Hypertrophy 101: What is Muscle Hypertrophy?

Hypertrophy – sounds a bit like a made-up word, right? Well, it isn’t. Muscle hypertrophy is the way your muscles build size and shape.

If you’re putting the hours in at the gym but not seeing any growth, understanding the process around muscle building might be the answer to your struggles.

If improved muscle definition is your goal, read our guide to muscle hypertrophy and discover the science behind it all.

By the end of this article, you’ll know exactly what is holding you back and what to do to achieve muscle growth in all the right areas.

What is hypertrophy?

Hypertrophy is the word used to describe the enlargement of an organ or tissue due to the increase in size of its cells. In terms of muscle hypertrophy, it’s the result of individual muscle fibers increasing in volume due to increased exertion and overloading.

There are two types of muscle hypertrophy that we know of[1]:

  • Myofibril hypertrophy – achieved through the growth and number of the myofibrils inside each muscle fiber
  • Sarcoplasmic hypertrophy – achieved through an increase of the sarcoplasmic fluid surrounding the myofibrils in your muscles

Myofibrils are the elongated threads found in skeletal muscle fibers. Sarcoplasm is the fluid and energy resources that surround the myofibrils. Myofibrillar hypertrophy is considered the most functional form of muscle building.

How does muscle hypertrophy happen?

dumbells, gym shoes and fruit

Hypertrophy is a complex process involving the interaction of the nervous system, stimulation and repair.

It occurs primarily through recurring anaerobic, high-intensity resistance activity such as weightlifting[2]. It can also be achieved through a combination of diet and nutritional supplementation.

Whenever you train a muscle, your nerve impulses provoke muscle contraction – the stimulation. This puts your muscle under strain, causing damage to the muscle fibers. Your body breaks these muscle fibers down during the workout until they are ready to be repaired. This is then when muscle growth occurs[3].

This process signals a cellular response. Your body works to replace the damaged cells, with new, stronger ones to help your body adapt to the strain you’ve placed it under. These cells fuse with existing muscle fibers to help them regenerate[4], thicken and grow.

How do you achieve muscle hypertrophy?

Achieving muscular hypertrophy is possible with a strict workout regime but can depend on your goals as well as your genetic make-up.

For some people, muscle hypertrophy is easy to achieve. Others may put the same amount of work in but struggle to see any results because of their genetics. In one classical twin study, it discovered that about 45% of the variance in muscle fiber proportion is genetic and inherited[5]. For men, hypertrophy occurs at a higher rate during puberty and simmers down in the late teens.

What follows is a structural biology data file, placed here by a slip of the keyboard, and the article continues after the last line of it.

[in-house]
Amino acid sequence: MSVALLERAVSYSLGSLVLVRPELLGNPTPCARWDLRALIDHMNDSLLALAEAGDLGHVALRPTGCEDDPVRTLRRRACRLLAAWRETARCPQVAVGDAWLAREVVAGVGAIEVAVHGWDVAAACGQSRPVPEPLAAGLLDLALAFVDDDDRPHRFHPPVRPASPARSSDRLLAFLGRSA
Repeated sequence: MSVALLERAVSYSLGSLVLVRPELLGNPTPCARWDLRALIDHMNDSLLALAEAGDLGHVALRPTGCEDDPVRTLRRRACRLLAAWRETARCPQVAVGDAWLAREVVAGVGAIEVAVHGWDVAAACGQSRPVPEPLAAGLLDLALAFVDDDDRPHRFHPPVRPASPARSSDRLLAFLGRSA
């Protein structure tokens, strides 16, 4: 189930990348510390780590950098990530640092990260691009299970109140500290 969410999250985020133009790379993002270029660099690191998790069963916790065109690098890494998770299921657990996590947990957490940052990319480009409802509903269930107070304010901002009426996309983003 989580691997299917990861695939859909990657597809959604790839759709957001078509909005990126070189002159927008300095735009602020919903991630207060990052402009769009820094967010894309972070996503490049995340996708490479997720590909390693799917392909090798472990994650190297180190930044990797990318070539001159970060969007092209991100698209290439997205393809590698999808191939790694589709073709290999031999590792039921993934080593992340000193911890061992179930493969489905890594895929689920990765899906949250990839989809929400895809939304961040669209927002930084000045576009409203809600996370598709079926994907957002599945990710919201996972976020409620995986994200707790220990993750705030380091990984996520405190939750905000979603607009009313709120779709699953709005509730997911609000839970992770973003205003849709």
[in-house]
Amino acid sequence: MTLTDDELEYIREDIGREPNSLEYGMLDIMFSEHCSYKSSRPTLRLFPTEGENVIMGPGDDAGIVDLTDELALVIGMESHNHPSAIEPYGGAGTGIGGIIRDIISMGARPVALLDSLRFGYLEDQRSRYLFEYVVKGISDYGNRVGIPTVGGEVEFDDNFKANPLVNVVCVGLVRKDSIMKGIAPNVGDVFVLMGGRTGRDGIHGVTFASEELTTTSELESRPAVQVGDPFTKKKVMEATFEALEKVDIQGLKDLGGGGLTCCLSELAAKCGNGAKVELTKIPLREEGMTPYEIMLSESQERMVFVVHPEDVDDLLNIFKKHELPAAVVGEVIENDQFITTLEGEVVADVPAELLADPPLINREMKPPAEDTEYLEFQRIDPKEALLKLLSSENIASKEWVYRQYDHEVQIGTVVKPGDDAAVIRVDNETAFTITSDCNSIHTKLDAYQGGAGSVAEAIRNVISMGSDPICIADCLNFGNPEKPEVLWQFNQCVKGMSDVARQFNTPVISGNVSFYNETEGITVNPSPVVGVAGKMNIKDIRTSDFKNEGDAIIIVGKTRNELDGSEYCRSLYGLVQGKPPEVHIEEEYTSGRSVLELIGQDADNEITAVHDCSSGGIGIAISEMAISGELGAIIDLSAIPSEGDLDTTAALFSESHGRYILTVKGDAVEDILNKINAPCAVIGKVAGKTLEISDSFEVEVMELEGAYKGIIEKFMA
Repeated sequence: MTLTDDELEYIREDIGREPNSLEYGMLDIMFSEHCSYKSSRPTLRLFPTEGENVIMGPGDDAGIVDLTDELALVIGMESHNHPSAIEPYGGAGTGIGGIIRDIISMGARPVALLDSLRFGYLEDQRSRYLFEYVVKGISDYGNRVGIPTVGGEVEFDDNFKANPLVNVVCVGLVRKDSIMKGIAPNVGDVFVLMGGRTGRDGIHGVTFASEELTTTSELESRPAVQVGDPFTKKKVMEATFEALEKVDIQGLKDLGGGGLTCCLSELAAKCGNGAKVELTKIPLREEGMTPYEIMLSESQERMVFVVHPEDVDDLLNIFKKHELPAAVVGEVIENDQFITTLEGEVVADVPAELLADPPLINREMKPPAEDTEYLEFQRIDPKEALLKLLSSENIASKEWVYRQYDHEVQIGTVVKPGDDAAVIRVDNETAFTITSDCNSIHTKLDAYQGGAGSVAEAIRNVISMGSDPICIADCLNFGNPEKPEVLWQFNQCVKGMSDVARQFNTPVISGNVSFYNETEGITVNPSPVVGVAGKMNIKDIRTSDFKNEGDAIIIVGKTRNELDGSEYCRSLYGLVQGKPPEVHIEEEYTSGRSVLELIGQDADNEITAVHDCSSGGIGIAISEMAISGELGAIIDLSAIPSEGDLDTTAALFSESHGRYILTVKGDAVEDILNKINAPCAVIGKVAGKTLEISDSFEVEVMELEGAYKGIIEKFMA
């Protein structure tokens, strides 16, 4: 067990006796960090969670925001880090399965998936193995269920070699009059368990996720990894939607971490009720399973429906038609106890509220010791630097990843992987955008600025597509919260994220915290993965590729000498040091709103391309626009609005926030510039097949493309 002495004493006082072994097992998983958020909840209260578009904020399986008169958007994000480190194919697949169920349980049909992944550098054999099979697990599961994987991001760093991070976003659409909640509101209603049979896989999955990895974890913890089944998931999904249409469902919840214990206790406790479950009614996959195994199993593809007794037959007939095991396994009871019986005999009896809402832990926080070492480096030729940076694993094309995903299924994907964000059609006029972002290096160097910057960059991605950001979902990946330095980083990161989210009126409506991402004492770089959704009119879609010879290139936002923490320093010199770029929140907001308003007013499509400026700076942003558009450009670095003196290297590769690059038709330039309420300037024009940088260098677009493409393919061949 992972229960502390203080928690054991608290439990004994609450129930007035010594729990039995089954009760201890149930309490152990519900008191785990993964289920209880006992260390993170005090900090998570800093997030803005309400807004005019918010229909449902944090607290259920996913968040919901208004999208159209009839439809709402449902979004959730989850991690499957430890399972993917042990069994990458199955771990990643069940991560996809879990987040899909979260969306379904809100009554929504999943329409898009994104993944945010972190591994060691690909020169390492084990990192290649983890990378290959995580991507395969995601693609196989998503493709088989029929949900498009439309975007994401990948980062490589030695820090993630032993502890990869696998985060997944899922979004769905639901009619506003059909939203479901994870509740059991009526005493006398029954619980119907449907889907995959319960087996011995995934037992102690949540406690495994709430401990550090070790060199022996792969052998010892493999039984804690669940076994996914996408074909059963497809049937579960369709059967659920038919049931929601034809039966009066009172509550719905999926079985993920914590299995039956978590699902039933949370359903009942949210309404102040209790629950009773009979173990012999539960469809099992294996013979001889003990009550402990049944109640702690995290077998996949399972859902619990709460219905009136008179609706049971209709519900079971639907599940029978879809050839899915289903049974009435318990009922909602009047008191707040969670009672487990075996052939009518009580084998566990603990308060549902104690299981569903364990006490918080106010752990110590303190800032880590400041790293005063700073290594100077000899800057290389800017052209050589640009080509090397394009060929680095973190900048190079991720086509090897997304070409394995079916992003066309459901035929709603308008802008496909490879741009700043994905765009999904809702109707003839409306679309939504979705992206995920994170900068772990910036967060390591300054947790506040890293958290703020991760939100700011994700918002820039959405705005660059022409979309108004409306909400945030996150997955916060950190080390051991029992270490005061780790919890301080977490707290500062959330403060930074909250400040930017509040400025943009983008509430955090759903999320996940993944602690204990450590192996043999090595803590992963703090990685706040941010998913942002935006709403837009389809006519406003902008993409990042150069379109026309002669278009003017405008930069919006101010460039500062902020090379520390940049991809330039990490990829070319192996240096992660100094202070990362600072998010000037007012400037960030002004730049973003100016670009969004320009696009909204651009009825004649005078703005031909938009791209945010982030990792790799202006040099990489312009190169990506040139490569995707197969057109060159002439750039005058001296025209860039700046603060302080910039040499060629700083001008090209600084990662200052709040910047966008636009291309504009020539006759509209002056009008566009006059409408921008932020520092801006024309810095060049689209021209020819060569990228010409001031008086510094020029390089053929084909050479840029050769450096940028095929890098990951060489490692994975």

The key to muscle hypertrophy is to train consistently and perform a combination of myofibril and sarcoplasmic hypertrophy. At the end of the day, it all comes down to the way you challenge yourself. According to the National Strength and Conditioning Association (NSCA), you should:

  • First determine your 1 rep max (RM) for a muscle – that’s the heaviest weight you can lift for just one rep[6]
  • Adjust that weight appropriately as your strength improves

To avoid hitting a plateau, you need to up your weight and opt for high-volume reps to challenge your body.

These weight-lifting schedules may help you achieve muscle hypertrophy:

  • Lifting lightly over three days a week: Start out with 6-12 reps over 3-4 sets, reducing rest periods to keep your muscles engaged. Ideally, high-volume reps and a low-to-medium weight will trigger a response in your muscles and boost their growing potential.
  • Lifting heavier over two days a week: Reduce to 3-5 reps over 3-4 sets with a heavier load. Training with a heavier load on a moderate volume may impose a higher amount of mechanical stress on your muscles.
  • Swap between upper- and lower-body lifting over three days a week: Choose between heavier or lighter lifting on different days. Work different muscles groups to allow for enough rest and recovery between days.

You may also want to concentrate on isolation and compound movements. Both offer different benefits which we’ve put into a nutshell below…

Compounds movements such as squats and deadlifts can:

  • Exercise multiple muscles at once
  • Improve body functionality
  • Burn more calories
  • Make you stronger

Isolated movements such as bicep curls and leg extensions can:

  • Target specific muscles
  • Fix muscle imbalances  
  • Help with injury recovery

Types of exercises for muscle hypertrophy

We’ve mentioned how you achieve muscle hypertrophy, but what exercises generate that pump? If you’re not sure where to start, we’ve put together a range of hypertrophy workouts to target specific areas of your body.

These workouts focus in on the all the right muscles to help you craft the physique you’re after.
Top tip: Remember to keep good form and reduce your rest periods to keep up the intensity.

Total body hypertrophy workout

We couldn’t mention compound exercises and without including any for you to practice. If you want to add some shape to multiple muscle groups, then this total-body workout is for you.

If you’ve never performed these moves before, work with a personal trainer or fitness professional to master the form. Once your technique is on form, you can do the exercises on your own.

  • Deadlift – 3 sets of 8 reps
  • Bench press – 3 sets of 8 reps
  • Squats – 3 sets of 8 reps
  • Bent over row – 4 sets of 10 reps
  • Kettlebell swings – 3 sets of 12 reps

Chest hypertrophy workout

man doing incline bench presses

The chest is the one muscle group that many people struggle to develop but once you have it, it’s so worth it. Turn your chest game up a notch with this workout and activate that toned torso.

  • Incline dumbbell press – 3 sets of 12 reps
  • Push-up – 3 sets of 10 reps
  • Cable crossover – 4 sets of 8 reps
  • Seated chest press – 4 sets of 10 reps
  • Dumbbell pull over – 3 sets of 10 reps

Leg hypertrophy workout